ATCO chief executive officer Nancy Southern addresses the company's annual meeting in Calgary, Wednesday, May 15, 2019. Alberta's utilities regulator has ruled on whether a consumer's group can address an investigation into alleged wrongdoing by one of the province's main power providers. THE CANADIAN PRESS/Jeff McIntosh

Regulator rules it’s too early for public group to have role in ATCO probe talks

If a settlement or a formal hearing proposed, the coalition can ask again to submit its views

Alberta’s utilities regulator says it’s too early in a dispute over alleged wrongdoing by one of the province’s main power providers for a consumer’s group to address the investigation into ATCO Electric.

“This proceeding is currently at the first phase, with a possibility of a settlement,” says a ruling from the Alberta Utilities Commission dated Tuesday. “The Commission finds that assessing the (Consumer’s Coalition of Alberta)’s participation in this proceeding is premature.”

It says if a settlement is proposed or a formal hearing is called, the coalition can ask again to submit its views on what penalties and restitution should be imposed on the company.

Coalition lawyer Jim Wachowich said his group isn’t giving up.

“Our request for standing remains in place,” he said. “This enforcement is unique and (the commission) probably wants to take a ‘go slow and be certain’ approach to it.”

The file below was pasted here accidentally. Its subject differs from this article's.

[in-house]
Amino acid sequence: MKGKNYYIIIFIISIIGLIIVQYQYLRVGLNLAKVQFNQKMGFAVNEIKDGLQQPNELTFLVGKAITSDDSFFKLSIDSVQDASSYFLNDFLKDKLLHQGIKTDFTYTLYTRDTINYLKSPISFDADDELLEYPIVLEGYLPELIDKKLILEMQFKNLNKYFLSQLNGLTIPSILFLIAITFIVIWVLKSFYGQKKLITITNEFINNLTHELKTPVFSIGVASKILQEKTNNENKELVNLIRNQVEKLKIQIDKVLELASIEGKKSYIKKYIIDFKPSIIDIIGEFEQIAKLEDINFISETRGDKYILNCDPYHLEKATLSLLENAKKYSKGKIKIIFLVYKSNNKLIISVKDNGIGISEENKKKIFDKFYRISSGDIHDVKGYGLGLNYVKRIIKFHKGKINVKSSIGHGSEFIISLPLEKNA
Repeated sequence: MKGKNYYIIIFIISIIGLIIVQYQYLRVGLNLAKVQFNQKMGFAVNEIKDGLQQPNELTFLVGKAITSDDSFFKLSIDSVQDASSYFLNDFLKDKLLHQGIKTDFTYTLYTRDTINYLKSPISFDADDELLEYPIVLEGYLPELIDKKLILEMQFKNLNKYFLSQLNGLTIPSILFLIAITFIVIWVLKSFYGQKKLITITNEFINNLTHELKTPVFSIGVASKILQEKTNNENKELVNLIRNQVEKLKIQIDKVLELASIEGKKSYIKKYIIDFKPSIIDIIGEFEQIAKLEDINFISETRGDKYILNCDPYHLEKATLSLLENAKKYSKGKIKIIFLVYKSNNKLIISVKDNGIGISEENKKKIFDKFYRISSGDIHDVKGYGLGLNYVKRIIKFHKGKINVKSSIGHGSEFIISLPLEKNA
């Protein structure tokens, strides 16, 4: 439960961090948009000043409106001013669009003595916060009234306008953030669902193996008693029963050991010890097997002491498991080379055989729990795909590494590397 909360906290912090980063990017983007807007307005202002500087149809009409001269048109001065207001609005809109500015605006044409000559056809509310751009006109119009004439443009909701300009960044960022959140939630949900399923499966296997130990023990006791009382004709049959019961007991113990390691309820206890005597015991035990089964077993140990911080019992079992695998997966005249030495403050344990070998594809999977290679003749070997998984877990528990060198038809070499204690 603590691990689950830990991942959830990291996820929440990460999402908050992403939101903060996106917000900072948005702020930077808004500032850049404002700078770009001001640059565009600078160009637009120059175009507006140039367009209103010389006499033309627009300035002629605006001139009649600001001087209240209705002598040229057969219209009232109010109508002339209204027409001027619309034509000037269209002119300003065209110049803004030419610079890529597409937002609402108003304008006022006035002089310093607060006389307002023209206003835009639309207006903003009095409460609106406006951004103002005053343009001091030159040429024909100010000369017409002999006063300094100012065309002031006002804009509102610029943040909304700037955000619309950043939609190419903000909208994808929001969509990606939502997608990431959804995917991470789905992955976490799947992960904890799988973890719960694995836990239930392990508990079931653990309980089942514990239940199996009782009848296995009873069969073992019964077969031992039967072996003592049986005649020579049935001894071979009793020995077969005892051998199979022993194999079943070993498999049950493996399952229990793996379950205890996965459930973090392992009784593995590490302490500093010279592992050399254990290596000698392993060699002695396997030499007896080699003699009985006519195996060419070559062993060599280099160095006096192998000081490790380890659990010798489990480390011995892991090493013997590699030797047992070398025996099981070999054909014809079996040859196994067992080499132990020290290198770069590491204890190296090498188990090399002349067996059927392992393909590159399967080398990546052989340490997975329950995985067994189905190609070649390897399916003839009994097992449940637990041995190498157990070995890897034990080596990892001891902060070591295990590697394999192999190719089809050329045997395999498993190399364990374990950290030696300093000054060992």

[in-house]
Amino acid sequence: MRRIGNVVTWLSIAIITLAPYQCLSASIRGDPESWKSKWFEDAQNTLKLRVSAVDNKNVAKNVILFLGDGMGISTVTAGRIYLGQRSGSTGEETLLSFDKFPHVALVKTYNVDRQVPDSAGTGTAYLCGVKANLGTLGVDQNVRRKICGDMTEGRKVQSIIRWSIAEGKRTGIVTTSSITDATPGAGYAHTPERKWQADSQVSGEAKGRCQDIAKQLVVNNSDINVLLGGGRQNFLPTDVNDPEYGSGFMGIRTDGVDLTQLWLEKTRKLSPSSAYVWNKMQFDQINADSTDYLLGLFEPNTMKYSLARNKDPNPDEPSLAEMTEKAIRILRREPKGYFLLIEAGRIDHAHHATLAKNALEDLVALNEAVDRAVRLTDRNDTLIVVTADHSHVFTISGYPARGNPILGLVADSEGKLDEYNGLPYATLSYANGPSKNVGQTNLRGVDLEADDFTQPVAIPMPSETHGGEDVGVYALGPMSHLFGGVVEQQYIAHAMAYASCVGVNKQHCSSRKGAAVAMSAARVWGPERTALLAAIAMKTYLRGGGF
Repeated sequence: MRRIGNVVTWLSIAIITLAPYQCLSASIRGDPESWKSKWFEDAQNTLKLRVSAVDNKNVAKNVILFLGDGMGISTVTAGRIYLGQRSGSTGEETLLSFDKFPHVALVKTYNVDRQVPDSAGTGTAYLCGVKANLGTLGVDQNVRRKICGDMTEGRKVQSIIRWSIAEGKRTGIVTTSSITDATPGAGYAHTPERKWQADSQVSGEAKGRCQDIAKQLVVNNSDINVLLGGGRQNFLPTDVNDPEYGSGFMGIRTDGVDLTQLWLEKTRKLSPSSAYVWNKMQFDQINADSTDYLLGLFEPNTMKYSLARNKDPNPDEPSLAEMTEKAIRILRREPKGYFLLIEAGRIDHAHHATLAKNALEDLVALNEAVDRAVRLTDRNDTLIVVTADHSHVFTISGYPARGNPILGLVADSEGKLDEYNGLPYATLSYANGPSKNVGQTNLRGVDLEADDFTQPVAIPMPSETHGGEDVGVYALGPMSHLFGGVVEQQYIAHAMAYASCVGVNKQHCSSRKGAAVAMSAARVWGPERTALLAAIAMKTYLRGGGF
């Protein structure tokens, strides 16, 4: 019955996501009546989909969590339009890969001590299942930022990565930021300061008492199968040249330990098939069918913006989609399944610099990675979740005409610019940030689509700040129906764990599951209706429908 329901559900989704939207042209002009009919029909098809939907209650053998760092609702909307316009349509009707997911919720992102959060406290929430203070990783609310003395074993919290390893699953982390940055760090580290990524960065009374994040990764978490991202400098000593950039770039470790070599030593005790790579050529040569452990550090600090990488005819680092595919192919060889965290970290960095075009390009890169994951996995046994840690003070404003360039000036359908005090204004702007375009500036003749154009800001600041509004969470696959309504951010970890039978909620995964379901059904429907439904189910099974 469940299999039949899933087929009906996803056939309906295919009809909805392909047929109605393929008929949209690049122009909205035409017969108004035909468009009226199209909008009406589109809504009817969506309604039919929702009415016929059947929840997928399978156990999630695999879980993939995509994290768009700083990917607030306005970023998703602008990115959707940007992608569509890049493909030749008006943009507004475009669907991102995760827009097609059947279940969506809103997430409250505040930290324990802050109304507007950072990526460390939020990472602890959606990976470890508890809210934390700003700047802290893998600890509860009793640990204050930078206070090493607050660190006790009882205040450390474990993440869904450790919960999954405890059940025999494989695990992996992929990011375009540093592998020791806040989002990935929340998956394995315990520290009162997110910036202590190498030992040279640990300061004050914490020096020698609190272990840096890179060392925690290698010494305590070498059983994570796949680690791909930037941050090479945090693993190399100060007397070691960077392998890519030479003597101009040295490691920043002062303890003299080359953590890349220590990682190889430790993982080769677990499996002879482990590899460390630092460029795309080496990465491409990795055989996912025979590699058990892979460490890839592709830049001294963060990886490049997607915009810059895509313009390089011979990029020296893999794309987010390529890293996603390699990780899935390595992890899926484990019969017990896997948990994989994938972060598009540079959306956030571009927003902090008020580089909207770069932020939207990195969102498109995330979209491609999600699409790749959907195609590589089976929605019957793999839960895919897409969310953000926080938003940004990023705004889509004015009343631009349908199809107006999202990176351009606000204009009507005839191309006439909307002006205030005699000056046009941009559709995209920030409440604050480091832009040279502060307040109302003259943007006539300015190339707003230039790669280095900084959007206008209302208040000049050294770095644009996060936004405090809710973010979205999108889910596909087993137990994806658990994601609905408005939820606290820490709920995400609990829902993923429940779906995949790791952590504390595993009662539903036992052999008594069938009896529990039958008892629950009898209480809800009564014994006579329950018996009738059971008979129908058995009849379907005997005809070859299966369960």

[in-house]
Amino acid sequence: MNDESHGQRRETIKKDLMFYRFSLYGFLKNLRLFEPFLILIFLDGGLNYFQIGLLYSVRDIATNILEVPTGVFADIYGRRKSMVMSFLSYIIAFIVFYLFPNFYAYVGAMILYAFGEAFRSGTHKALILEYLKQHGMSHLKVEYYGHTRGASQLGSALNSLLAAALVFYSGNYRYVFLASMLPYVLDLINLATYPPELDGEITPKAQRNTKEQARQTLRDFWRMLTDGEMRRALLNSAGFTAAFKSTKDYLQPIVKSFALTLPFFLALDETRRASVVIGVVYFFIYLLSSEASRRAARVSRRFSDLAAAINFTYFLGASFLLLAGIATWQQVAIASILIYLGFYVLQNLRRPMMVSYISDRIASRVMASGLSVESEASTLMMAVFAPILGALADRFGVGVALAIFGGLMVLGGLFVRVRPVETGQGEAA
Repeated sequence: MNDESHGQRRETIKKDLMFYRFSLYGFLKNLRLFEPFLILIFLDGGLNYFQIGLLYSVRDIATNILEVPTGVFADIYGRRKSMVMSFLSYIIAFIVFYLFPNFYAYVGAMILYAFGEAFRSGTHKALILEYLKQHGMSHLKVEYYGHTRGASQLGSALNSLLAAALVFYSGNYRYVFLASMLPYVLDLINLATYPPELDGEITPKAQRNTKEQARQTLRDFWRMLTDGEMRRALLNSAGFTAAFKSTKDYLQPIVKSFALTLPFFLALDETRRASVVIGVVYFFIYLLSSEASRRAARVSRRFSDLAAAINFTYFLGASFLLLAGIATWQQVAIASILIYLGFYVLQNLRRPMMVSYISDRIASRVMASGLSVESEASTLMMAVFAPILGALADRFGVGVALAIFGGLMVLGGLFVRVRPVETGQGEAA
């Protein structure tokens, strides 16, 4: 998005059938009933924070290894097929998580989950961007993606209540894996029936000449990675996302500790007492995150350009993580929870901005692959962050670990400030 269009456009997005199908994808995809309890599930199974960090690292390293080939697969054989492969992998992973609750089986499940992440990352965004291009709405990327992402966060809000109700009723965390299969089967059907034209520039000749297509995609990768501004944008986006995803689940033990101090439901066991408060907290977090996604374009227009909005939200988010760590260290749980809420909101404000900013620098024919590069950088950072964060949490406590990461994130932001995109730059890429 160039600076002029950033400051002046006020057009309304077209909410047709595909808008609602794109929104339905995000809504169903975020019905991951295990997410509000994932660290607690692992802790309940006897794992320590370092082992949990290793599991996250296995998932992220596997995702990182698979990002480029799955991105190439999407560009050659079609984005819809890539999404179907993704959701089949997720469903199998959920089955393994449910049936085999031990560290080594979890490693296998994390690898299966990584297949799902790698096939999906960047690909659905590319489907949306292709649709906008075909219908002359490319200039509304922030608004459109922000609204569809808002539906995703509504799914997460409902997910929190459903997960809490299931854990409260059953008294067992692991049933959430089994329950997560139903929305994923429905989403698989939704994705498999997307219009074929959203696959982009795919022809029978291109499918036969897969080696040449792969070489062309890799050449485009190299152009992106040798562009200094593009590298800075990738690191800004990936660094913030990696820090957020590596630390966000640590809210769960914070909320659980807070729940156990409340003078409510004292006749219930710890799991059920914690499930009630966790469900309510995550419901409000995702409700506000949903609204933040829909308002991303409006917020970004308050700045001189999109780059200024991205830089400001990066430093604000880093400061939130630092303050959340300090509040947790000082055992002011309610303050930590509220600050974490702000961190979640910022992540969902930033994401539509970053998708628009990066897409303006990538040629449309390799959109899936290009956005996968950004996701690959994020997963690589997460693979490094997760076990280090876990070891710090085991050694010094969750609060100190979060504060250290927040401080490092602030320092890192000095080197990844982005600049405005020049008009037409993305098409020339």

The commission’s talks with ATCO Electric stem from findings of commission investigators.

In November, the commission’s enforcement branch requested a hearing into its conclusions that the company deliberately overpaid a British Columbia First Nation by millions for work on a new transmission line. It allegedly did so to secure lucrative contracts for another ATCO company to provide construction camps for the Trans Mountain Expansion oil pipeline project.

Investigators said the company then allegedly tried to pass the $12-million overpayment on to Alberta consumers, in violation of the law. They alleged company management was aware the arrangement was questionable and tried to cover its tracks.

ATCO has acknowledged it made mistakes. In an Oct. 29 letter to the commission’s enforcement branch, company president Melanie Bayley offered a $16-million settlement.

In other correspondence, the company has suggested the overpriced contract was entered into to help the First Nation build capacity in a new area of business.

However, documents uncovered by investigators allege the First Nation took the money and subcontracted the work, as company officials expected it would.

Wachowich said his group will continue to follow the proceeding. He said ATCO is expected to file its internal investigation into the matter next week.

“We intend to continue to request standing and be involved,” he said.

In an email, Bayley has said it’s “typical” for administrative penalties to be handled by a company and the commission without customer or intervener involvement.

—Bob Weber, The Canadian Press

RELATED: Watchdog group wants seat on Alberta probe into ATCO B.C. Trans Mountain dealings

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